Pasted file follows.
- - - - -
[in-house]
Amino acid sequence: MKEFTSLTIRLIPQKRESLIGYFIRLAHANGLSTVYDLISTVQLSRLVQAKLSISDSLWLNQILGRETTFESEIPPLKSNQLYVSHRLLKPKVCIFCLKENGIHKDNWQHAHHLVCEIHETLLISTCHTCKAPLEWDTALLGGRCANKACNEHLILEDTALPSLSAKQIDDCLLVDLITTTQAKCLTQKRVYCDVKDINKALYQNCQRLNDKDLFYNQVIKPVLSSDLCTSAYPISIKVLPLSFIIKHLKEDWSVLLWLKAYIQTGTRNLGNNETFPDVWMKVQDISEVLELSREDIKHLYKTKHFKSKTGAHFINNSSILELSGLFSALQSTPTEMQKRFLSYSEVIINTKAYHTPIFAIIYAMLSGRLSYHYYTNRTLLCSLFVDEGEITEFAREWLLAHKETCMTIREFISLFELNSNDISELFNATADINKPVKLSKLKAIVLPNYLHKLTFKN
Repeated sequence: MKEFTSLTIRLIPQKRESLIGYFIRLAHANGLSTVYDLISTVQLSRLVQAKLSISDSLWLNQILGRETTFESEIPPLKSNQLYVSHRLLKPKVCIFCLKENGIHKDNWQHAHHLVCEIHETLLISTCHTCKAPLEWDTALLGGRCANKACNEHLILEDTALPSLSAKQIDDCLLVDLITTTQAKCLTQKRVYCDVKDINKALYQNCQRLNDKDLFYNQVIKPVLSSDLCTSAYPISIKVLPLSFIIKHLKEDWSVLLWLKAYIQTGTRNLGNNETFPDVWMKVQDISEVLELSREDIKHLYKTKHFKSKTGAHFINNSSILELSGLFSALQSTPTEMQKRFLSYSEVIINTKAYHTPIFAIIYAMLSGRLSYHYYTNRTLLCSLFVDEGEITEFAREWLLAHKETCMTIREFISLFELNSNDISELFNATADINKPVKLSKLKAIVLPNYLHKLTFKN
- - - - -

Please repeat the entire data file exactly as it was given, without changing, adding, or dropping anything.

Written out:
[in-house]
Amino acid sequence: MKEFTSLTIRLIPQKRESLIGYFIRLAHANGLSTVYDLISTVQLSRLVQAKLSISDSLWLNQILGRETTFESEIPPLKSNQLYVSHRLLKPKVCIFCLKENGIHKDNWQHAHHLVCEIHETLLISTCHTCKAPLEWDTALLGGRCANKACNEHLILEDTALPSLSAKQIDDCLLVDLITTTQAKCLTQKRVYCDVKDINKALYQNCQRLNDKDLFYNQVIKPVLSSDLCTSAYPISIKVLPLSFIIKHLKEDWSVLLWLKAYIQTGTRNLGNNETFPDVWMKVQDISEVLELSREDIKHLYKTKHFKSKTGAHFINNSSILELSGLFSALQSTPTEMQKRFLSYSEVIINTKAYHTPIFAIIYAMLSGRLSYHYYTNRTLLCSLFVDEGEITEFAREWLLAHKETCMTIREFISLFELNSNDISELFNATADINKPVKLSKLKAIVLPNYLHKLTFKN
Repeated sequence: MKEFTSLTIRLIPQKRESLIGYFIRLAHANGLSTVYDLISTVQLSRLVQAKLSISDSLWLNQILGRETTFESEIPPLKSNQLYVSHRLLKPKVCIFCLKENGIHKDNWQHAHHLVCEIHETLLISTCHTCKAPLEWDTALLGGRCANKACNEHLILEDTALPSLSAKQIDDCLLVDLITTTQAKCLTQKRVYCDVKDINKALYQNCQRLNDKDLFYNQVIKPVLSSDLCTSAYPISIKVLPLSFIIKHLKEDWSVLLWLKAYIQTGTRNLGNNETFPDVWMKVQDISEVLELSREDIKHLYKTKHFKSKTGAHFINNSSILELSGLFSALQSTPTEMQKRFLSYSEVIINTKAYHTPIFAIIYAMLSGRLSYHYYTNRTLLCSLFVDEGEITEFAREWLLAHKETCMTIREFISLFELNSNDISELFNATADINKPVKLSKLKAIVLPNYLHKLTFKN